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The greatest Levadia of all

Published: Thursday 12 August 2004, 10.57CET
FC Levadia Tallinn are in high spirits ahead of their UEFA Cup tie against FK Bodø/Glimt.
 
 
Published: Thursday 12 August 2004, 10.57CET

The greatest Levadia of all

FC Levadia Tallinn are in high spirits ahead of their UEFA Cup tie against FK Bodø/Glimt.

By Margus Luik

As they head into their UEFA Cup tie against Norwegian side FK Bodø/Glimt, Estonia's FC Levadia Tallinn could hardly be in higher spirits.

Pole position
A 7-0 win against the Meistriliiga's bottom side FC Lootus Alutaguse at the weekend has sent them five points clear of FC TVMK Tallinn at the top of the table with perennial champions FC Flora seemingly nowhere to be seen. Including the end of the 2003 season, it left Tarmo Rüütli's side unbeaten in 21 games.

European success
As if success at home were not enough, Levadia are also showing encouraging form in Europe. A 3-1 aggregate win against the Republic of Ireland's Bohemian FC in the UEFA Cup made them only the third side from the smallest of the Baltic nations to get past the first qualifying round in one of the major European competitions.

Estonian successes
In 1996/97, FC Lantana Tallinn progressed to the qualifying round of the UEFA Cup after a 2-1 aggregate win against Iceland's ÍBV Vestmannæyjar, while in 2000/01 - under their previous guise as FC Levadia Maardu - Levadia overcame TNS Llansantffraid FC of Wales 6-2 on aggregate in the first qualifying round of the UEFA Champions League.

Positive feeling
The club only took up its current name this season. They won the Estonian title in 1999 and 2000 as FC Levadia Maardu, before changing their name and sending president Viktor Levada's other club – 2003 Estonian Cup winners FC Levadia Tallinn - into the first division to become FC Levadia-2 Tallinn.

Next target
Now the new Levadia Tallinn have a chance to better Levadia Maardu's mighty European achievement by reaching the first round of the UEFA Cup proper, and in the process, become the first Estonian club to win successive European ties. And while it will be a tough task, coach Rüütli was not feeling disheartened.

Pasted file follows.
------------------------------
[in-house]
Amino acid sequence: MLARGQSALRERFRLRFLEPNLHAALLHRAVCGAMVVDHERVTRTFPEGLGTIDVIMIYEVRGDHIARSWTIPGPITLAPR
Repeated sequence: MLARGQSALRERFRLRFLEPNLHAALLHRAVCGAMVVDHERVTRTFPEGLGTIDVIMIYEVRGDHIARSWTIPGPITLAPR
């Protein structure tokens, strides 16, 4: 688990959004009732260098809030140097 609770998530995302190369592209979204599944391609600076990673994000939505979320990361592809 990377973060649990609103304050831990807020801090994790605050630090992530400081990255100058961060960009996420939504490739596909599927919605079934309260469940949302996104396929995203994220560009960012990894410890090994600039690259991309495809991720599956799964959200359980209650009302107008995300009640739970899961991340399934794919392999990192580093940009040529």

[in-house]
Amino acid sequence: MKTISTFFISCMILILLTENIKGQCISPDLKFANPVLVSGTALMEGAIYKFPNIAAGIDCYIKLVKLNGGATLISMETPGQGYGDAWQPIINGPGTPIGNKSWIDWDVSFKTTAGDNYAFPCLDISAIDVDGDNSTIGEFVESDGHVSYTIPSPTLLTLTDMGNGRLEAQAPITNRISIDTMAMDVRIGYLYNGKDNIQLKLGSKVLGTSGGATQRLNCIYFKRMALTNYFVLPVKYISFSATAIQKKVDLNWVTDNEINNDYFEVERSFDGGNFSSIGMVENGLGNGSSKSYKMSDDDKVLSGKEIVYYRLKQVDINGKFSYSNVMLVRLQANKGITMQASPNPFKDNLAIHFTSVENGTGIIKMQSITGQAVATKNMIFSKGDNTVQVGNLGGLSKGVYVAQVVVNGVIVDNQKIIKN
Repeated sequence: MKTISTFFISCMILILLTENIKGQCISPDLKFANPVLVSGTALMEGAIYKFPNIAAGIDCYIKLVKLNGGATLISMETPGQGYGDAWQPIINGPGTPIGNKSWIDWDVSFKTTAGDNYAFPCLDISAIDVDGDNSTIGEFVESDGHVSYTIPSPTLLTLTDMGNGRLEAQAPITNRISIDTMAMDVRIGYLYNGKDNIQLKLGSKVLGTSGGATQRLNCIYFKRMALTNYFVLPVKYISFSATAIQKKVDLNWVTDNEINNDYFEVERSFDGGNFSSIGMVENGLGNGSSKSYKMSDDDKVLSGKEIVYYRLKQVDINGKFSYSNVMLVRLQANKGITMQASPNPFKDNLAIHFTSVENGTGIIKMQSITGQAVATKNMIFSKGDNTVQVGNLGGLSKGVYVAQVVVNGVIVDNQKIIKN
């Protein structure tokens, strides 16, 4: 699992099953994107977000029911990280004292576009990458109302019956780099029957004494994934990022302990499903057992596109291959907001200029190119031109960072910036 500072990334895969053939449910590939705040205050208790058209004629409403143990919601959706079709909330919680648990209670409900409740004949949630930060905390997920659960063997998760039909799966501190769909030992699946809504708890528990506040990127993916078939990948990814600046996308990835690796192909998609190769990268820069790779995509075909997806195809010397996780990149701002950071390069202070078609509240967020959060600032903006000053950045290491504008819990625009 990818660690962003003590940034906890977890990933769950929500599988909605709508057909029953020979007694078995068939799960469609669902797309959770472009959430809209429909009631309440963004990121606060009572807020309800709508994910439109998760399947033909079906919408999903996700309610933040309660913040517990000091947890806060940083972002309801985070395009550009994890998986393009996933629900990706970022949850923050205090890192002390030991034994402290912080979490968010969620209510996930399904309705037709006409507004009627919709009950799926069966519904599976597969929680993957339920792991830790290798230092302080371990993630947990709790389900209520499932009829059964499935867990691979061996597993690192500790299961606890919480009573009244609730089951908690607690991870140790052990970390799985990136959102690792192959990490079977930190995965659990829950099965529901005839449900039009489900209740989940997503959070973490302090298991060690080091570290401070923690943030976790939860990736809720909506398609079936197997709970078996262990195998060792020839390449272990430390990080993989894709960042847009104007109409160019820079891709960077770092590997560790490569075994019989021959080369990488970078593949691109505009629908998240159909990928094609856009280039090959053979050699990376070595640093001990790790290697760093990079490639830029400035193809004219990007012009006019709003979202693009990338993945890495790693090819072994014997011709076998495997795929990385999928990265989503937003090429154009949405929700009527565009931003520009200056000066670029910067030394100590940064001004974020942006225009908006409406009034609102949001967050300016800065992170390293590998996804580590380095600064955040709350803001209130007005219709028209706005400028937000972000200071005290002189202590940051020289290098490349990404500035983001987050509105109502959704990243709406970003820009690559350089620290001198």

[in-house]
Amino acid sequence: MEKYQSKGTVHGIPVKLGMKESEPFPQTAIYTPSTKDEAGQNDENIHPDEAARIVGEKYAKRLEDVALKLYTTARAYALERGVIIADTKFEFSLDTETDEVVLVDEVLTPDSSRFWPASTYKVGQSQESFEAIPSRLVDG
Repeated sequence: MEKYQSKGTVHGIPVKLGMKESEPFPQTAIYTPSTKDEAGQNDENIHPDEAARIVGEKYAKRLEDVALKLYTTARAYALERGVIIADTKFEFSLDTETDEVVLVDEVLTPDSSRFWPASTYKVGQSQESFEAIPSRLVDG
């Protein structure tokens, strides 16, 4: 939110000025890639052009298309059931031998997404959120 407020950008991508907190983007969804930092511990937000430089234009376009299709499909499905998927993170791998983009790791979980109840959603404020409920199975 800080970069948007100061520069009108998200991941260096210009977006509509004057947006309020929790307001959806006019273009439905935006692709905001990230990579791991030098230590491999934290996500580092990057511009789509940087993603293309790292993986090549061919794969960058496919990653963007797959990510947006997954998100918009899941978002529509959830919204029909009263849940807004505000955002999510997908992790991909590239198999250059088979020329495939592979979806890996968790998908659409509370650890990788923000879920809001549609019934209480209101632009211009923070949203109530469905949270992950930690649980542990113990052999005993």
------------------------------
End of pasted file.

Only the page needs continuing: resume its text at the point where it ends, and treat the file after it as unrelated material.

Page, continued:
Norwegian strength
"All Norwegian clubs are strong, but I was under no illusion anyway," he said. "There are no weak teams at this stage of the competition. However, I reckon the chances are 50-50 at the moment. We have enough attacking qualities to make trouble and we are afraid of no one."

Great results
Such optimism is almost inevitable in the light of recent results. Thrashing bottom-of-the-table Lootus was one thing, but in their previous three league games they had even better results, winning 6-0 and 2-0 against JK Trans Narva as well as beating champions Flora 2-0.

'Nothing is decided'
With ten games remaining until the end of the season, the coach was none the less remaining calm. "There is still a long way to go before the season ends, so nothing is decided," he said, although few in Estonia can see anyone matching Levadia, such has been their form since the start of the campaign.

Clean sheets
While they still have a way to go if they are to match their run of 49 games unbeaten between 1999 and 2001, they have dropped just six points all season through draws against TVMK, Flora and Trans. In eleven of their 18 games they have kept clean sheets, and goalkeeper Artur Kotenko set a club record, going 514 minutes without conceding a goal in May.

Leicester visit
To add to the good atmosphere at the club, July also saw English first division side Leicester City FC pay a visit to Tallinn for a friendly game, and while two Dion Dublin goals gave the visitors a 3-2 win, Levadia gave a good account of themselves.

 

 
Last updated: 12/08/04 9.47CET

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